Hayle is on the north coast of Cornwall, just across the bay from St Ives. Its name comes from the Cornish heyl, meaning estuary. Sadly, though, there have been times in its fairly recent past when inhabitants of other, prettier, places nearby have dismissed poor Hayle with the unkind nickname of "Hell".
Such mockery could perhaps have been justified. Hayle's rich industrial past includes copper smelting, engine manufacture, a port and coal-fired power station. All of which contributed to the area's prosperity but not to its beauty-appeal. Hayle reached the 21st century in a fairly derelict state of post-industrial gloom.
Hayle, however, has a buzz to it these days. There are plans afoot to reclaim the harbour area with a supermarket, housing, cafes and much more. Locals are confident that, once the harbour development is under way, Hayle could become the new Falmouth, another Cornish port town that has boomed in recent years thanks to regeneration.
Hayle's trading history dates back to Roman times and even earlier, with traces of Roman and Phoenician pottery found here. But it really came into its own in the 1700s, when John Harvey, a blacksmith from nearby Carnhell Green, established a small foundry and engineering works here to supply the local mining industry. The business went from strength to strength working with a series of great engineers and entrepreneurs, including Richard Trevithick, pioneer of the first steam engine.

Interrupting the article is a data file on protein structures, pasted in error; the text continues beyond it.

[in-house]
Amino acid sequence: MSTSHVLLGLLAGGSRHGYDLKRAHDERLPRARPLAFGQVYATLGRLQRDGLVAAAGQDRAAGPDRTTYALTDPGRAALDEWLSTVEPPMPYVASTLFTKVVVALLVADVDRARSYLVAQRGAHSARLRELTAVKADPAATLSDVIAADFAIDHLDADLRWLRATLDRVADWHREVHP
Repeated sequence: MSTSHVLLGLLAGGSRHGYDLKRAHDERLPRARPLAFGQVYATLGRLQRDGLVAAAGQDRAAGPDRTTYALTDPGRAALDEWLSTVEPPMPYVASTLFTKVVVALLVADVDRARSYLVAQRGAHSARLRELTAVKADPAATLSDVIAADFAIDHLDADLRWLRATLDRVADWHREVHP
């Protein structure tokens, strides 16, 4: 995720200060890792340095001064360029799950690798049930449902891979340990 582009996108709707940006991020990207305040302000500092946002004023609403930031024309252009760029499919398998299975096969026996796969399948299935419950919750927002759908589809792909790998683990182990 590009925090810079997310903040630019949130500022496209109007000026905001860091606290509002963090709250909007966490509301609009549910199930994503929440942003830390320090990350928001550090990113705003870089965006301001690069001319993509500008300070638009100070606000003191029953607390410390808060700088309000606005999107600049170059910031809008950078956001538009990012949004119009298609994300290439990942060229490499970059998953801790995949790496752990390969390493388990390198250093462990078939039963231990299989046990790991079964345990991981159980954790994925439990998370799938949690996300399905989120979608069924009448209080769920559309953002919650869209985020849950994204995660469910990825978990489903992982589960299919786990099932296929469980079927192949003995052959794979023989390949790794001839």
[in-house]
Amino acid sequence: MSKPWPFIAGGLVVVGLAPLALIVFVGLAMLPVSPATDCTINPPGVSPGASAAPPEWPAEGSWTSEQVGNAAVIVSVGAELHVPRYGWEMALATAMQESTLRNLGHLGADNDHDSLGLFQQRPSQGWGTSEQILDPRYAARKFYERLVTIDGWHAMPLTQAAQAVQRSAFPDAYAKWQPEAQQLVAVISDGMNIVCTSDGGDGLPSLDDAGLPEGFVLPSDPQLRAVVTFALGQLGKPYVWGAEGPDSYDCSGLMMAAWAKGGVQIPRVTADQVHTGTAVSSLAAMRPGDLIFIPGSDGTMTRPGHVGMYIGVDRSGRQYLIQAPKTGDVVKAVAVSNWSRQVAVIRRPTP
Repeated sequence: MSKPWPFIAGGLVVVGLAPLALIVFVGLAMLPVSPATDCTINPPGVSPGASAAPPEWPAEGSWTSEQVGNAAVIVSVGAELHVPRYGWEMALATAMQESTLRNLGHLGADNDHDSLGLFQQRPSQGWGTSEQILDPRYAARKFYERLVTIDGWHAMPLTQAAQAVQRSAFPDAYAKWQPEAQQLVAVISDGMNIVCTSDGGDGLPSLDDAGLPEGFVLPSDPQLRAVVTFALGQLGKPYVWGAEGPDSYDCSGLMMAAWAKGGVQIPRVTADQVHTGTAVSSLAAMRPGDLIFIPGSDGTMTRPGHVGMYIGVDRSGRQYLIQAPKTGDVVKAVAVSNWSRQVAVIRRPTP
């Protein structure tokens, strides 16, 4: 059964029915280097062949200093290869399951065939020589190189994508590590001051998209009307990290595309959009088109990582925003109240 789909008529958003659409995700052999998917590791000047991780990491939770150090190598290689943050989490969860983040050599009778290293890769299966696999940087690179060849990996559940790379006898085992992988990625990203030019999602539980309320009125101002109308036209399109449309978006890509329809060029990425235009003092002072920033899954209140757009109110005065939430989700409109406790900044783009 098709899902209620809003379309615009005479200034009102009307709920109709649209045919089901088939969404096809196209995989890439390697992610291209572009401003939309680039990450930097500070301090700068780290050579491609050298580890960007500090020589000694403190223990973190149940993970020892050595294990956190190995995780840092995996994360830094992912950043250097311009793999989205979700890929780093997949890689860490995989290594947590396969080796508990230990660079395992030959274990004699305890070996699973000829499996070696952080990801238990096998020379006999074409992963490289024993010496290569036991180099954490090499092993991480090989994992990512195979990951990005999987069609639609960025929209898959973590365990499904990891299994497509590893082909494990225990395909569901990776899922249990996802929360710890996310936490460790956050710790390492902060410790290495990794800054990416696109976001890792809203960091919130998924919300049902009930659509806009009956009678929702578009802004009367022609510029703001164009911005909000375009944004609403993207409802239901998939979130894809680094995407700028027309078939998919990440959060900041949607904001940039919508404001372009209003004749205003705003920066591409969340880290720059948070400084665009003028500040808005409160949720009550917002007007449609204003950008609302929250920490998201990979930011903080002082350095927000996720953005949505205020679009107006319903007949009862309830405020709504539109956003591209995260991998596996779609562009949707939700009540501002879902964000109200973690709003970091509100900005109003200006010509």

The firm of Harvey and Co is probably best remembered for producing beam engines for Cornish mining, considered as some of the finest ever built, which were exported worldwide.
Less admirably, Harvey's operated a "Company Store" policy, forcing workers to buy their provisions from Harvey's Emporium. When this policy finally ended a number of "garden shops" were built in the front gardens of existing houses and are still evident in modern Hayle. Many of the older houses here are the original terraced worker's cottages and are still very affordable today.
Harvey's of Hayle reached its peak in the mid-19th century, followed by a long, slow decline. Other light industry then came to the town, including aviation fuel manufacture, none of which helped Hayle's charm too much.
In the 1980s, businessman Peter de Savary fronted an attempt to develop the harbour area but failed to attract financial support to bring his plans to fruition. In 2004, ING Real Estate, an international property development company, took over and it seems that the plans finally look set to become a reality before too long. Outside of the harbour area, the Harvey's Foundry project has already transformed the run-down buildings into business and residential units.
Hayle has many natural glories, including a three-mile-long beach, the vast sand dunes wilderness of Gwithian Towans and excellent surf towards the eastern end of the beach near Gwithian. It might well be time to buy here now and make the most of a coastal town that is on the up.